London has so much to offer students who choose to study in the capital. The appeal of studying at the city’s world-class institutions has significant international and domestic reach.

Nick Hayes

Nick Hayes

Choice is also increasing, with a growing number of UK universities, such as Loughborough, opening satellite campuses in London.

But it is not just about the education. From South Kensington’s leading art galleries and museums, the West End’s award-winning theatre, to Soho, Shoreditch and Borough’s top eateries and creative buzz, London offers a vibrant, world-renowned culture, making it one of the most popular destinations for young people globally.

London is the UK’s largest student market, and growing, but has a significant accommodation shortfall. In the 2022/23 academic year, Unite Students expects the number of full-time higher education students seeking accommodation to reach almost 280,000, but there will be just over 102,000 PBSA beds to rent – a shortfall of almost 178,000.

This gap is expected to grow to just over 194,000 by 2026/27, as supply fails to keep up with demand and we see significant demographic growth of 18-year-olds and record demand for higher education. University applications for 2022/23 are 7% up on pre-pandemic levels, the latest UCAS figures show.

This is compounded by the lack of high-quality, affordable houses of multiple occupancy (HMO), which are increasingly expensive and not up to the standard today’s students expect and deserve – especially as environmental standards and EPC certification requirements increase.

There is a huge opportunity for student accommodation providers to meet demand across London. This is particularly true in Stratford, east London, where both UCL and University of the Arts London are developing new campuses.

We have invested significant sums in London and anticipate that our weighting towards the capital will increase to around 45% of our portfolio over time. This year, we are due to complete our scheme at Middlesex Street in Aldgate East for the 2022/23 year, providing 900 beds in a prime central London location to meet demand there, while our secured London pipeline includes almost 4,000 beds across schemes in Stratford and Paddington.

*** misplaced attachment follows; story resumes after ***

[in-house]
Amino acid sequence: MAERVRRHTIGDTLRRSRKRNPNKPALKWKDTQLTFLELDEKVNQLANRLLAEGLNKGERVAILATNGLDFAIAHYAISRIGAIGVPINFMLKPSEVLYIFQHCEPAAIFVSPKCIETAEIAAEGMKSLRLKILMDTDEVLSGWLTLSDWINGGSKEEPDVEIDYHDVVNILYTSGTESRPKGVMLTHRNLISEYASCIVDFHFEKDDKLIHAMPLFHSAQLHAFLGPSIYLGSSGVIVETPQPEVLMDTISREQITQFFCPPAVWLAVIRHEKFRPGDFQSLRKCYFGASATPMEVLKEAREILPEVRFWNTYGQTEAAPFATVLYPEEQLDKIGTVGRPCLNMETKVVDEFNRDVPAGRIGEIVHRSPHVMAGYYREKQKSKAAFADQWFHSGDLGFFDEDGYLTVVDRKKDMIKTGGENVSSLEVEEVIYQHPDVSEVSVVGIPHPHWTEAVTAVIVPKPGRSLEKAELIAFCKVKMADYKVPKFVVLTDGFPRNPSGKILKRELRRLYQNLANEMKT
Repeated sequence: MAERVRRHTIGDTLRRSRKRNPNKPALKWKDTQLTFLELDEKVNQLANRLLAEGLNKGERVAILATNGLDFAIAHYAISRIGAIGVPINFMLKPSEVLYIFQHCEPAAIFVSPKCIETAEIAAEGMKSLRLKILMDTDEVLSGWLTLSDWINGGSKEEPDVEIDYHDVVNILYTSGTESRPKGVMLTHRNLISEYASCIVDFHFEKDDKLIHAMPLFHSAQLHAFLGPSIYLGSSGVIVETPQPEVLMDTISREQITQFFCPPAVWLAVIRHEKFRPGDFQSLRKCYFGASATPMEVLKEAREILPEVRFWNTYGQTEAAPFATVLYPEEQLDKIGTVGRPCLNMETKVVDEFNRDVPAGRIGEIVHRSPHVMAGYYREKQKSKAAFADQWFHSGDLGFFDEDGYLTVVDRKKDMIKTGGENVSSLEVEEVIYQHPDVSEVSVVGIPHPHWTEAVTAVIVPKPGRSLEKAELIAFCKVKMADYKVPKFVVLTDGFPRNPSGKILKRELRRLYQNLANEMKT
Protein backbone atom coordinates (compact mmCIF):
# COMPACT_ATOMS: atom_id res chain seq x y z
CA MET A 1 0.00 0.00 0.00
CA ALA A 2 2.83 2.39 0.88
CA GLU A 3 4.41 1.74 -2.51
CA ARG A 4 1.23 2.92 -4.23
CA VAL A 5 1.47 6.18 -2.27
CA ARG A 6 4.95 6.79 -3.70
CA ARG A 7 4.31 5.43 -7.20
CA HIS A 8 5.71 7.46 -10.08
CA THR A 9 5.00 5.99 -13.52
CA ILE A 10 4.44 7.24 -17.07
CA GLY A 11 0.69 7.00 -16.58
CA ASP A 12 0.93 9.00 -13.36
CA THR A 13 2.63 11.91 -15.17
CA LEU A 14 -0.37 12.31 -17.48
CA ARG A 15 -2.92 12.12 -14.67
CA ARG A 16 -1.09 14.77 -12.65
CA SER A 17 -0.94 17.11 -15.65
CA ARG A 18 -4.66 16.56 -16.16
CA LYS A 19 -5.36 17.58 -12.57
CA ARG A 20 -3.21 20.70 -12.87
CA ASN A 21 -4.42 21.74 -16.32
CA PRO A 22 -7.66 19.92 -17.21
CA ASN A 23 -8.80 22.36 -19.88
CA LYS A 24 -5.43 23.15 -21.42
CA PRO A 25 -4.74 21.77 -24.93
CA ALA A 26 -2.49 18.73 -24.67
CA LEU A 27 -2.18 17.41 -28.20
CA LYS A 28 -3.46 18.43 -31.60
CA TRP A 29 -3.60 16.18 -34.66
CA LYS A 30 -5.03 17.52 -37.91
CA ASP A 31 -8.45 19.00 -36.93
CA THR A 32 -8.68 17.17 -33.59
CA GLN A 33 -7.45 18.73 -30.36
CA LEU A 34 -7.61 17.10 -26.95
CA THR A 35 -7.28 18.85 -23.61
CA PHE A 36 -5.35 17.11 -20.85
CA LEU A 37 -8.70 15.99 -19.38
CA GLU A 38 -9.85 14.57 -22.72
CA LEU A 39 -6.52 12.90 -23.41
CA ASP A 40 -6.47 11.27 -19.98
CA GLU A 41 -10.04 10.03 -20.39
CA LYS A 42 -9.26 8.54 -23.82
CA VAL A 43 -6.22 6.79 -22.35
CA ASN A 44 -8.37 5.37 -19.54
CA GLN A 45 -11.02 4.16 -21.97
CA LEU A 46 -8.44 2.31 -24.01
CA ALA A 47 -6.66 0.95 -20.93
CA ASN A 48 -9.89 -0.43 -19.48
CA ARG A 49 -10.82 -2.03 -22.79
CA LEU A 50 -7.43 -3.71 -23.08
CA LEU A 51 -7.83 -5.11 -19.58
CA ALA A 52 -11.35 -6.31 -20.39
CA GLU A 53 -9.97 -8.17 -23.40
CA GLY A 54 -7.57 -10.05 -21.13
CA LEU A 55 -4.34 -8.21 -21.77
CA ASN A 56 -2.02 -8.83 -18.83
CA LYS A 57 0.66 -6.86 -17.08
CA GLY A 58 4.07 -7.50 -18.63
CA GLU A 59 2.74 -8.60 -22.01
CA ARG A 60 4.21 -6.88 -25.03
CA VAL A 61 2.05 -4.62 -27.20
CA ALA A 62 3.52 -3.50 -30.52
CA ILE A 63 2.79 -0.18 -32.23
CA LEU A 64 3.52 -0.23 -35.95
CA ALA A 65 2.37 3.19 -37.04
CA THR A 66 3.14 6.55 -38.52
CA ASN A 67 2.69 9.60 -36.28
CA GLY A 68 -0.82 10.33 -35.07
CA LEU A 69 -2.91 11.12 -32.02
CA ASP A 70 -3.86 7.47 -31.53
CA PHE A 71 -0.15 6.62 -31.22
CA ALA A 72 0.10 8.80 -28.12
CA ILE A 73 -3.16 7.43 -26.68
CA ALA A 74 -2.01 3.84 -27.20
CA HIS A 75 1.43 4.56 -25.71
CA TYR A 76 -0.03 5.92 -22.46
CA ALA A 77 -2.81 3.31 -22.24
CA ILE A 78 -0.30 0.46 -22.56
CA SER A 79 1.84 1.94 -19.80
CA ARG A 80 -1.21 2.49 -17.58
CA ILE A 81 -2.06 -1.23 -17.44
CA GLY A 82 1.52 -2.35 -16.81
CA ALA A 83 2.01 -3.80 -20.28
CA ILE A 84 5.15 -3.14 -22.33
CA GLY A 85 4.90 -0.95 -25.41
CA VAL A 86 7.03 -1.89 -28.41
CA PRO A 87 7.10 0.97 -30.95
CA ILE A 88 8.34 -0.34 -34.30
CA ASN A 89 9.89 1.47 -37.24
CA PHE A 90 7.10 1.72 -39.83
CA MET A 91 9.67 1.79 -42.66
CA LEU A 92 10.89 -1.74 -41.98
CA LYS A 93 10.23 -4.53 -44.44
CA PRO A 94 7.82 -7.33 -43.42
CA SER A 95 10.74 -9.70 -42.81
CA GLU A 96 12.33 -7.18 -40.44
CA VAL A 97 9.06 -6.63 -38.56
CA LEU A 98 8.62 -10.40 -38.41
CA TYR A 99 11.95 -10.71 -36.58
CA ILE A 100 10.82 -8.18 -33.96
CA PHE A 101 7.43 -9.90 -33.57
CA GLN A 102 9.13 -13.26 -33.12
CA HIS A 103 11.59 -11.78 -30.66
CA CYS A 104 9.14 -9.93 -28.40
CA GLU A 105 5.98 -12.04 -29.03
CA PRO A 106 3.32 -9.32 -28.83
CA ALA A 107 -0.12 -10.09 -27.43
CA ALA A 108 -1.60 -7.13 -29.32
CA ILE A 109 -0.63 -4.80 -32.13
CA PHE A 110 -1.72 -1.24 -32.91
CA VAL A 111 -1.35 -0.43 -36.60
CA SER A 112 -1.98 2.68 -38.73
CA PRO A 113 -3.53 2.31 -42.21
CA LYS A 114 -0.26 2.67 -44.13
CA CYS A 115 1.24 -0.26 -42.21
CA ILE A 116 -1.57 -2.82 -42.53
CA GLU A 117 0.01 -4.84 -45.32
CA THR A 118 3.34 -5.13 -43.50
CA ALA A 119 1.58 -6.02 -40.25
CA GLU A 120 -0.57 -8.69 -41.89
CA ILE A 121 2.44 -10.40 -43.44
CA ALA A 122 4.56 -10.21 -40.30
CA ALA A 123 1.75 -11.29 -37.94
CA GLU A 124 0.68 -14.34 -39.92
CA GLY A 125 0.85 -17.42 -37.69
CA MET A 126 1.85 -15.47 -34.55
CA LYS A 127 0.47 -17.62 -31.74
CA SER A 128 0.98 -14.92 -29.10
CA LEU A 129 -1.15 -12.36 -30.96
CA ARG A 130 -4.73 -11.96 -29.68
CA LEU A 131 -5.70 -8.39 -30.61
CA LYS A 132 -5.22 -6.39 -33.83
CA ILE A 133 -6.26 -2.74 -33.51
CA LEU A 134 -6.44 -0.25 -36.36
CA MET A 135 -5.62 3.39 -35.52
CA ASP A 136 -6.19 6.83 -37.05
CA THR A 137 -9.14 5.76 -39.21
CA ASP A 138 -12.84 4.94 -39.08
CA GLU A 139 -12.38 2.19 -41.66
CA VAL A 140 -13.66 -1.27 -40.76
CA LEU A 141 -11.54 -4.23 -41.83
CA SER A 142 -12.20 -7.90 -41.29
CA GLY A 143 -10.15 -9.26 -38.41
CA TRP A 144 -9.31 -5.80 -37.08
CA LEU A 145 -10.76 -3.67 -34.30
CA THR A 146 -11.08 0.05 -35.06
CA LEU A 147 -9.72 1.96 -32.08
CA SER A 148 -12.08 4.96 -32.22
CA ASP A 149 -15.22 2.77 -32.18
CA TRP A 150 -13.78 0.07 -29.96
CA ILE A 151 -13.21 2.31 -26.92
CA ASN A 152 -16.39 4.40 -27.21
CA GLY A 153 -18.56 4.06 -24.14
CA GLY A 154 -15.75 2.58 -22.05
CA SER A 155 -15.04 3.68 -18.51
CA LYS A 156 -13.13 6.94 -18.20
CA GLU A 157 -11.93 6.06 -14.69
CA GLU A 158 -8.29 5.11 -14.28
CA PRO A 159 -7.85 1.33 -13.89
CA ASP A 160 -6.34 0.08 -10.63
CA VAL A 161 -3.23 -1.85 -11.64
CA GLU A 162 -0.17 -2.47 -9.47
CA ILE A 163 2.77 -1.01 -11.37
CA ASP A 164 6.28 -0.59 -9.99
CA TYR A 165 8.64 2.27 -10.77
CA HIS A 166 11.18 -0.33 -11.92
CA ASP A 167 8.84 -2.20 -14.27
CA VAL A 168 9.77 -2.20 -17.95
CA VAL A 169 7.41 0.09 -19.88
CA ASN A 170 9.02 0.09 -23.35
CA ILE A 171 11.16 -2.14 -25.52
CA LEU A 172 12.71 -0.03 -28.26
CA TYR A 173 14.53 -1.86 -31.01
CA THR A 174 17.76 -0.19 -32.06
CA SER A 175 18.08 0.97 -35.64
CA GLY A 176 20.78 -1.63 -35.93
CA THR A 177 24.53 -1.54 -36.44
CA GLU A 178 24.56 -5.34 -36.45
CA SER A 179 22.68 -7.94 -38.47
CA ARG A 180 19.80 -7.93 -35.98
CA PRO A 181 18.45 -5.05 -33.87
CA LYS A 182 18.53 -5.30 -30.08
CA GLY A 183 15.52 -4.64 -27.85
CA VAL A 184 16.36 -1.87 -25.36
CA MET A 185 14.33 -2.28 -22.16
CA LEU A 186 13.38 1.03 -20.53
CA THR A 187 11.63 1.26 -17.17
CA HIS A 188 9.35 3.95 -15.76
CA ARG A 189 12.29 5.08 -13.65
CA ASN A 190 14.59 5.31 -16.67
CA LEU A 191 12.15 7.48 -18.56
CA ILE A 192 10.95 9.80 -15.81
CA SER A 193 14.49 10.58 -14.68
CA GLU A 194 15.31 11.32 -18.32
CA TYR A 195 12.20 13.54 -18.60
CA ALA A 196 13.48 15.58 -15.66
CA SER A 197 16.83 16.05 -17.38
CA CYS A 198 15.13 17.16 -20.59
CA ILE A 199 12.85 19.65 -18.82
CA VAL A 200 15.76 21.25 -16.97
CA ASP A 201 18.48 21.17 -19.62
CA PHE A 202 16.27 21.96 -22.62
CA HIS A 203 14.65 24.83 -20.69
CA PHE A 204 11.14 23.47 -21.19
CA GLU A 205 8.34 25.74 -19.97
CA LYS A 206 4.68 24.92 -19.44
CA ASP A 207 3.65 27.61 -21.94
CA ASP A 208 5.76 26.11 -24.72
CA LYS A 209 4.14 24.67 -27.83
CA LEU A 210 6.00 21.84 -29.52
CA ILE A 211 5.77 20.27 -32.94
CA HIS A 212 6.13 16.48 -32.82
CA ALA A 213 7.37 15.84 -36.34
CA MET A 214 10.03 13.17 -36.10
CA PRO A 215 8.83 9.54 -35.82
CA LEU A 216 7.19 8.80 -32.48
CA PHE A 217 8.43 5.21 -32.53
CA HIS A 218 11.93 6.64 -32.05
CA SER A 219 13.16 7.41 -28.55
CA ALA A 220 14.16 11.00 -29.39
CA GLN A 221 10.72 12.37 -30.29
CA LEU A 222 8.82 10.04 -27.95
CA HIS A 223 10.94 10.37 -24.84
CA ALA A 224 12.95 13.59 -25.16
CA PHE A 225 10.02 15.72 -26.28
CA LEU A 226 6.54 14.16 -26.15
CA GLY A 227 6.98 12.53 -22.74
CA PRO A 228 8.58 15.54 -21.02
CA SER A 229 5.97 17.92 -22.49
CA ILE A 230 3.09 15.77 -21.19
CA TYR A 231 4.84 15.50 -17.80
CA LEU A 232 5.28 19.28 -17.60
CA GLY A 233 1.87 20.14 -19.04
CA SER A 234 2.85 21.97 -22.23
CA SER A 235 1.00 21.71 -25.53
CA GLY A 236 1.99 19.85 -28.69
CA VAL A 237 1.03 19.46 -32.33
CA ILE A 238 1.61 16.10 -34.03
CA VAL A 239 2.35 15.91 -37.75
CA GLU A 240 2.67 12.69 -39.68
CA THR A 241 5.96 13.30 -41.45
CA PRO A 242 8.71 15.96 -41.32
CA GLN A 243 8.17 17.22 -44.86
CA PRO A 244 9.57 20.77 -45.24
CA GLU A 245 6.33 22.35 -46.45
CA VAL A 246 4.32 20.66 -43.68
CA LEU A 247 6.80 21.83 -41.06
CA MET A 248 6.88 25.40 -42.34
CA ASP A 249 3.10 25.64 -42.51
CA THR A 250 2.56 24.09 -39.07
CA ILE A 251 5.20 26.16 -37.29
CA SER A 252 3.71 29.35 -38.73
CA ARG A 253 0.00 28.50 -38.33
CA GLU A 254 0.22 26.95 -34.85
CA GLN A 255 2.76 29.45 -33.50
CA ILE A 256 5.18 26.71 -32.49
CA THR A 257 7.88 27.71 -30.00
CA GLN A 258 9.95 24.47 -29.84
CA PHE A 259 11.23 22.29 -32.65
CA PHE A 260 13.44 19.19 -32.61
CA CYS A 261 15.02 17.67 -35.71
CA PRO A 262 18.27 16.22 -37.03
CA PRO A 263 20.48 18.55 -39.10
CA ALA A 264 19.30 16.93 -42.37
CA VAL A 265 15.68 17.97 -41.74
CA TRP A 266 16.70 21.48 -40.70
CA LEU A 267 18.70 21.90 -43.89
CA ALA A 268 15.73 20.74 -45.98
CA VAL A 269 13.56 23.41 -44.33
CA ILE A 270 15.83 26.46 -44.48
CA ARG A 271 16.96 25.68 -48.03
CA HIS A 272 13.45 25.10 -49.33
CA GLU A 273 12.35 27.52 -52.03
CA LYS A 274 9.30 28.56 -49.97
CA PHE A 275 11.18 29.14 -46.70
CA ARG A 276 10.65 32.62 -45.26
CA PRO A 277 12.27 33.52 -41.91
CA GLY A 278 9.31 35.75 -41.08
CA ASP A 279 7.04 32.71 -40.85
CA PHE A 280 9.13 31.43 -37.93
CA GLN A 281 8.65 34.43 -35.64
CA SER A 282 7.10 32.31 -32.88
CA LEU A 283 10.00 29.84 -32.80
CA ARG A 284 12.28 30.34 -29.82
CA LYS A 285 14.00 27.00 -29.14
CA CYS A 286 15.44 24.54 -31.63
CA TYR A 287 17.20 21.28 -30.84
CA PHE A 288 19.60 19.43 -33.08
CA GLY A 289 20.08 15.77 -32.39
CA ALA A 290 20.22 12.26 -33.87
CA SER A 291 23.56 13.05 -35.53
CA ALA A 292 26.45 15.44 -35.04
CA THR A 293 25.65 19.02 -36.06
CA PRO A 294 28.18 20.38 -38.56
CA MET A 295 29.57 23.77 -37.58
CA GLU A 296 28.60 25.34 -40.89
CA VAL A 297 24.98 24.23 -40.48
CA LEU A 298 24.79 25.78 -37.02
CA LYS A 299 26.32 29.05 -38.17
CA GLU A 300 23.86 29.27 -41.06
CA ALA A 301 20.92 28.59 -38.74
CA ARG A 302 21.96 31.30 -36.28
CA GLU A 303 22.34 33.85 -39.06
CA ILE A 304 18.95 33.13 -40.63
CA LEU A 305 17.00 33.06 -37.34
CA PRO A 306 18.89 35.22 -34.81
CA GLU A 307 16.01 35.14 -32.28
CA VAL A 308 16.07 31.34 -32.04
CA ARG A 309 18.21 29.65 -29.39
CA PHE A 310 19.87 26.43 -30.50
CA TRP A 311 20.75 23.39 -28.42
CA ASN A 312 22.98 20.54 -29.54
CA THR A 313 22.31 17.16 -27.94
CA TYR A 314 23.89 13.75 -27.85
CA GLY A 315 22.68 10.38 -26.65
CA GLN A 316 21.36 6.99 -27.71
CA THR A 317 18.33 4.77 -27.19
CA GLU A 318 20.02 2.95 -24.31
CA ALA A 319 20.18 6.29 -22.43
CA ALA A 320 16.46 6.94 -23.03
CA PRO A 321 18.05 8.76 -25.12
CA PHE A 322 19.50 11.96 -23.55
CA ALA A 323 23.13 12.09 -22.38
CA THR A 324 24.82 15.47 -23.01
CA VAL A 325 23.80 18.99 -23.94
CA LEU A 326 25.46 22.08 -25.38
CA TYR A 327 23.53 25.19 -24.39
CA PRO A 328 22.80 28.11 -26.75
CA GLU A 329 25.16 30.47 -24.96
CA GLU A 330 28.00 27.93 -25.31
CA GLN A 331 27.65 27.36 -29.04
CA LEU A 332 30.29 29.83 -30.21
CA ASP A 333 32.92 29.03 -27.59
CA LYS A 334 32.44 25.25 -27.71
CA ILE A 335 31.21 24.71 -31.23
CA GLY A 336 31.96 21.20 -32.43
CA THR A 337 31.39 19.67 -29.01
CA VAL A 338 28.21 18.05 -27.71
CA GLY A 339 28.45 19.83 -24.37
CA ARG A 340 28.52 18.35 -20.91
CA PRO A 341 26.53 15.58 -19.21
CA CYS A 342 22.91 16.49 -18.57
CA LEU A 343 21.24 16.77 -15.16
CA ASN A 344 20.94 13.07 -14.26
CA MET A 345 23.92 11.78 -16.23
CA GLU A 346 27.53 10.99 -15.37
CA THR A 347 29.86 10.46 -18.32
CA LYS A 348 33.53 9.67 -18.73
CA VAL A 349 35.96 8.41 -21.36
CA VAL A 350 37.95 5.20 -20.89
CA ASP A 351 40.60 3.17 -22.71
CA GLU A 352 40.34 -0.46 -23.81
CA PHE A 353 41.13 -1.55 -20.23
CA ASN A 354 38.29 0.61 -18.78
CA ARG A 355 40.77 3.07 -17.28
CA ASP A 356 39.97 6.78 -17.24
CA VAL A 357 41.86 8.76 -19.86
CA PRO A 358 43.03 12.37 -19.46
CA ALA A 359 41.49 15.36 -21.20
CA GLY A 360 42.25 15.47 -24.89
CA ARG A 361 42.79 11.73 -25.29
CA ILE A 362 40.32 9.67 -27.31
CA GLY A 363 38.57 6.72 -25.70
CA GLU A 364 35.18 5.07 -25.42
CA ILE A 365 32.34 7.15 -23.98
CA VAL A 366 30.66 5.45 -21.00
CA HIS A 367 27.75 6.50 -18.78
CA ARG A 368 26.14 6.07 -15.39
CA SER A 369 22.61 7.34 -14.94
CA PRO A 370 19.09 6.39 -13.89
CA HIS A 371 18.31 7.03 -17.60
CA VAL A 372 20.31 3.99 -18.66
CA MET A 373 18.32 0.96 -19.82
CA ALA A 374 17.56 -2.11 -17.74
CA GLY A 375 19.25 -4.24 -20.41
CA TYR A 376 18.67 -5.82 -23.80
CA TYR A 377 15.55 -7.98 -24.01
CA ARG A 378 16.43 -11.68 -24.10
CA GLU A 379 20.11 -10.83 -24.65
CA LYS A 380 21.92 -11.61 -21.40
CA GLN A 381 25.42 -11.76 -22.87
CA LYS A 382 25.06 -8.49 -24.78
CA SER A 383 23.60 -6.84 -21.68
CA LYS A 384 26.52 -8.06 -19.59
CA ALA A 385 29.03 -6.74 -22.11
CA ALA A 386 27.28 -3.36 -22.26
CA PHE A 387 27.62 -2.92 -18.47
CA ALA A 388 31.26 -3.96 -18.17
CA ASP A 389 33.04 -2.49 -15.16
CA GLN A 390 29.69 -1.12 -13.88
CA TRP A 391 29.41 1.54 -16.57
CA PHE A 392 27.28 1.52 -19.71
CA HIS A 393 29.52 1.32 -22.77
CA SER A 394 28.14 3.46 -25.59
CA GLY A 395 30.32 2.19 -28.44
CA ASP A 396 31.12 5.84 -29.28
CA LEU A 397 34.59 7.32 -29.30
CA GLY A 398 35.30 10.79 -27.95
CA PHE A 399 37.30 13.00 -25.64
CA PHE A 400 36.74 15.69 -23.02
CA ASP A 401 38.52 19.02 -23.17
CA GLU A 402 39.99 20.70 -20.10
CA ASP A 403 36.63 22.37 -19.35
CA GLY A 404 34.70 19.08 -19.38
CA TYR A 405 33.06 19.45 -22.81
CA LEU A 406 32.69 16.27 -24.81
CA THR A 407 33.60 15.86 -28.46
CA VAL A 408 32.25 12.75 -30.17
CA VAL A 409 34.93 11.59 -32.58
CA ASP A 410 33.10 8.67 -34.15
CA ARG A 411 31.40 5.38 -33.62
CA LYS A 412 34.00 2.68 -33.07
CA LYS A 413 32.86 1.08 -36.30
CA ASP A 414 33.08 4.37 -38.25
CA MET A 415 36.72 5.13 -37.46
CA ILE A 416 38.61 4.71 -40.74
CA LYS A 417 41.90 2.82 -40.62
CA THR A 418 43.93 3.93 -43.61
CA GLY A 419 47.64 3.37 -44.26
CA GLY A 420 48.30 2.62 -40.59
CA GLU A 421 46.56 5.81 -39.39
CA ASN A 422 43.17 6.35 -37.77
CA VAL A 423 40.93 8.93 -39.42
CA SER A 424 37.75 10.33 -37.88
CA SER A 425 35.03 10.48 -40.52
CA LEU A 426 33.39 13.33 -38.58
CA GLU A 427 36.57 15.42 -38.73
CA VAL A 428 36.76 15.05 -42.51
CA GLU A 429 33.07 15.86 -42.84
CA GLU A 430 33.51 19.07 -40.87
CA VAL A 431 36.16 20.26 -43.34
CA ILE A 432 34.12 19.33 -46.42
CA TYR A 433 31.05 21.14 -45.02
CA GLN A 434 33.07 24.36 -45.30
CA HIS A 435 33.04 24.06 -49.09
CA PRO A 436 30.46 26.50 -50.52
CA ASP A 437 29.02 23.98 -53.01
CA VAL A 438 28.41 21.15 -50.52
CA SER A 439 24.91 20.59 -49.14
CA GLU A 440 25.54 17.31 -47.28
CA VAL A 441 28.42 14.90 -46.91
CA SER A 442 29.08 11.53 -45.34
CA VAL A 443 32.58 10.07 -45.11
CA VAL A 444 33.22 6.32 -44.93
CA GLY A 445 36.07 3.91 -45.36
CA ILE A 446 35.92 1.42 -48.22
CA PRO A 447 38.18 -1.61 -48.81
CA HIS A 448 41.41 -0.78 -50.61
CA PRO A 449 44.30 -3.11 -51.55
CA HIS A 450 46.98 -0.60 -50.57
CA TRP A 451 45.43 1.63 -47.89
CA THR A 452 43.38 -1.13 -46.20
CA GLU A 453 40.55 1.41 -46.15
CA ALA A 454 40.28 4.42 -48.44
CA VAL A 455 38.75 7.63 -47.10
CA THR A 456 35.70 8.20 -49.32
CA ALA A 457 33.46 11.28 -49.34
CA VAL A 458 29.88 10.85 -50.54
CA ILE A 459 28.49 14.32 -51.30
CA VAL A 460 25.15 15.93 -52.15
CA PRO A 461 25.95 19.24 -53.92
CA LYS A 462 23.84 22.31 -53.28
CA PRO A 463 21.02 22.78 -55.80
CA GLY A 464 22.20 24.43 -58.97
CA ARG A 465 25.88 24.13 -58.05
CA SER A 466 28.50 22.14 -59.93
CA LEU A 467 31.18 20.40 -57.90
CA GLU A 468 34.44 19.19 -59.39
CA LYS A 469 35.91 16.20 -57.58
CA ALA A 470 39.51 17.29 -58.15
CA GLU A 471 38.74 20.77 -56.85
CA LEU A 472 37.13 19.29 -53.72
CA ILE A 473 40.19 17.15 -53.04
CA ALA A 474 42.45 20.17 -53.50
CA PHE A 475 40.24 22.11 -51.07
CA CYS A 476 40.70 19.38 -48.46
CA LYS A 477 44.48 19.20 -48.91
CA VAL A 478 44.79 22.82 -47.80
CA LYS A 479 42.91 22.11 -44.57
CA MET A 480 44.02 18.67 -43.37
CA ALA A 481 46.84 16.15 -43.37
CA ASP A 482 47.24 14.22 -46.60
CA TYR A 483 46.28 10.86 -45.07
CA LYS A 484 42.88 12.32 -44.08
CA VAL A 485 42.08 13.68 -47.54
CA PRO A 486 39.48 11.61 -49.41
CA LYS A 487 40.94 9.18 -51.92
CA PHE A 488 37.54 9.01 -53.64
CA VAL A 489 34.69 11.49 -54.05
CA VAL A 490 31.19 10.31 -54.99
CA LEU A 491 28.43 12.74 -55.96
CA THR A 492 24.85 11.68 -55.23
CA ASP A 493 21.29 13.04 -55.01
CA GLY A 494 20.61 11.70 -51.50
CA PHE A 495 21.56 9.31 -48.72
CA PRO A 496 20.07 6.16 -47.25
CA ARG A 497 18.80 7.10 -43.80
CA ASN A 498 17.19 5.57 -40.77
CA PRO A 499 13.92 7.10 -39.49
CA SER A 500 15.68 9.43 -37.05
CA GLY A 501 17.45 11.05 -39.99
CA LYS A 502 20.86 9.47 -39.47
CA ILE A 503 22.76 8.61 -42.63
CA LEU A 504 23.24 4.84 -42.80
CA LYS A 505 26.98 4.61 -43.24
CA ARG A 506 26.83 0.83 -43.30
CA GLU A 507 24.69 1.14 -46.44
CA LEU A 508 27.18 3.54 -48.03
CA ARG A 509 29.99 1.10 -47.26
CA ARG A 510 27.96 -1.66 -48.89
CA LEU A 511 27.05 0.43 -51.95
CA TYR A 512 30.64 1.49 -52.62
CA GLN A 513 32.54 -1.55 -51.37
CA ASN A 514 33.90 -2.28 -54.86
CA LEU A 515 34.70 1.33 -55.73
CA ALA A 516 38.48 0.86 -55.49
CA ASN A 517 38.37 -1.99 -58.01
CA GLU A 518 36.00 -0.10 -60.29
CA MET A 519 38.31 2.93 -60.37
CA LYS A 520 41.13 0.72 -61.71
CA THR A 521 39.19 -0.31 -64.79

Although London is a strategically important location for students, it is also one of the most difficult places to deliver new supply. Competition for land is intense and build costs are increasing as supply chains remain disrupted in the wake of Covid-19.

Furthermore, the London Plan requires most rooms to be secured on nomination agreements with a university, with rent for at least 35% of rooms set at an affordable level. To facilitate this, Unite Students is working alongside leading institutions, including King’s College London and UCL.

PBSA is also an important part of the city’s overall housing mix and, across the UK, student spending supports more than £80bn of UK economic output. In London, there is considerable unmet demand for housing and many students live in houses that could otherwise accommodate families. The National Planning Policy Framework and Greater London Authority associate 2.5 people per HMO. So, for example, if Unite Students built a 1,000-bed scheme in London, this could free up to 400 homes.

Core to Unite Students’ purpose is ‘doing what’s right’. As part of this, we are committed to ensuring that our schemes support and enhance communities, be it through local community projects, preserving archaeological discoveries – as was the case in Middlesex Street – or making a positive environmental impact and becoming net zero by 2030, in addition to providing all our students with a home for success.

It is really exciting to think what lies ahead for development in London so that more students can study and benefit from their experiences.

Nick Hayes is property director at Unite Students